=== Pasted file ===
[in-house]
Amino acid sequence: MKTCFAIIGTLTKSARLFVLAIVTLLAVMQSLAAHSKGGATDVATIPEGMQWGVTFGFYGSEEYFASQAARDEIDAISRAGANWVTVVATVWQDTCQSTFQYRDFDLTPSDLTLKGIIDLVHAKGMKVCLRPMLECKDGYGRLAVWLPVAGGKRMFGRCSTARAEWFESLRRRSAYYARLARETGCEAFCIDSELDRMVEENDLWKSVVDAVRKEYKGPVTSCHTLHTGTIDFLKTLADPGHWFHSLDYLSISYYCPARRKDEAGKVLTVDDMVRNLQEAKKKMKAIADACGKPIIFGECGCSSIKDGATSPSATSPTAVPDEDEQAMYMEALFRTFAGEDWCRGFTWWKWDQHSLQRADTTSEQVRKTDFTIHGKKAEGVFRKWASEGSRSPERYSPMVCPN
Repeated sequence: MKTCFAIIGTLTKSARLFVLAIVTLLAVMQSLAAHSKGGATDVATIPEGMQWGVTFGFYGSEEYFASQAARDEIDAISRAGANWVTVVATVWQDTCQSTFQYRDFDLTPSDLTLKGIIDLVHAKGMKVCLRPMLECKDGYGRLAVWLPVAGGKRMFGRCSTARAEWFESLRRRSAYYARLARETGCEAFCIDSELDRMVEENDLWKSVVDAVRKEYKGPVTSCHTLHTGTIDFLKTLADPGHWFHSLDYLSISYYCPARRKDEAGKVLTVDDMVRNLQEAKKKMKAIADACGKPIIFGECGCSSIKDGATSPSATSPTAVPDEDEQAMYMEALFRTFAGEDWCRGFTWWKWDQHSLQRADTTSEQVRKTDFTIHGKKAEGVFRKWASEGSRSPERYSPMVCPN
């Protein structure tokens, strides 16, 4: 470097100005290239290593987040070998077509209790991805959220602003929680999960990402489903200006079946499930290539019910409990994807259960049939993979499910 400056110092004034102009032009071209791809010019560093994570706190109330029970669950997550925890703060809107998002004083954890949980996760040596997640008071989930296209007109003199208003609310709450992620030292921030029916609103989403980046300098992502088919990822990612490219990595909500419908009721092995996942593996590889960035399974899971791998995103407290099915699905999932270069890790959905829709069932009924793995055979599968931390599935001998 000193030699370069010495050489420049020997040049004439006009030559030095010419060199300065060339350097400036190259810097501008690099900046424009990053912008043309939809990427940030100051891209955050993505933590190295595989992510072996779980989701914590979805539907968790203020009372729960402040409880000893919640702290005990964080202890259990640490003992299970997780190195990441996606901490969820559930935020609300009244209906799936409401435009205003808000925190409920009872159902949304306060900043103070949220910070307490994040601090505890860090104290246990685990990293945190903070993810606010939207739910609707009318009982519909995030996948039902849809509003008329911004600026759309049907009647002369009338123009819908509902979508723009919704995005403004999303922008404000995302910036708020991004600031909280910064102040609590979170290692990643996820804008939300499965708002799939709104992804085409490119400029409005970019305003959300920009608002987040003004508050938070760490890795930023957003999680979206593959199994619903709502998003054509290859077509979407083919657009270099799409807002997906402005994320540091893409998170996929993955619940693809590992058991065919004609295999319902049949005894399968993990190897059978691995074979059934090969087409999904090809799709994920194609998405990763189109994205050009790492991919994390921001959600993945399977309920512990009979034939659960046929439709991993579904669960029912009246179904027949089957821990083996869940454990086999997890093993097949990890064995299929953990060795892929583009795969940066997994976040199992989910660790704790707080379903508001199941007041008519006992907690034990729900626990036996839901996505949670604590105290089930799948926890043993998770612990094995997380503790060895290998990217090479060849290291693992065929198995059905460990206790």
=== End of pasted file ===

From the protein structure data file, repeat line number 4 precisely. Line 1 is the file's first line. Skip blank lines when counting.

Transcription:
């Protein structure tokens, strides 16, 4: 470097100005290239290593987040070998077509209790991805959220602003929680999960990402489903200006079946499930290539019910409990994807259960049939993979499910 400056110092004034102009032009071209791809010019560093994570706190109330029970669950997550925890703060809107998002004083954890949980996760040596997640008071989930296209007109003199208003609310709450992620030292921030029916609103989403980046300098992502088919990822990612490219990595909500419908009721092995996942593996590889960035399974899971791998995103407290099915699905999932270069890790959905829709069932009924793995055979599968931390599935001998 000193030699370069010495050489420049020997040049004439006009030559030095010419060199300065060339350097400036190259810097501008690099900046424009990053912008043309939809990427940030100051891209955050993505933590190295595989992510072996779980989701914590979805539907968790203020009372729960402040409880000893919640702290005990964080202890259990640490003992299970997780190195990441996606901490969820559930935020609300009244209906799936409401435009205003808000925190409920009872159902949304306060900043103070949220910070307490994040601090505890860090104290246990685990990293945190903070993810606010939207739910609707009318009982519909995030996948039902849809509003008329911004600026759309049907009647002369009338123009819908509902979508723009919704995005403004999303922008404000995302910036708020991004600031909280910064102040609590979170290692990643996820804008939300499965708002799939709104992804085409490119400029409005970019305003959300920009608002987040003004508050938070760490890795930023957003999680979206593959199994619903709502998003054509290859077509979407083919657009270099799409807002997906402005994320540091893409998170996929993955619940693809590992058991065919004609295999319902049949005894399968993990190897059978691995074979059934090969087409999904090809799709994920194609998405990763189109994205050009790492991919994390921001959600993945399977309920512990009979034939659960046929439709991993579904669960029912009246179904027949089957821990083996869940454990086999997890093993097949990890064995299929953990060795892929583009795969940066997994976040199992989910660790704790707080379903508001199941007041008519006992907690034990729900626990036996839901996505949670604590105290089930799948926890043993998770612990094995997380503790060895290998990217090479060849290291693992065929198995059905460990206790």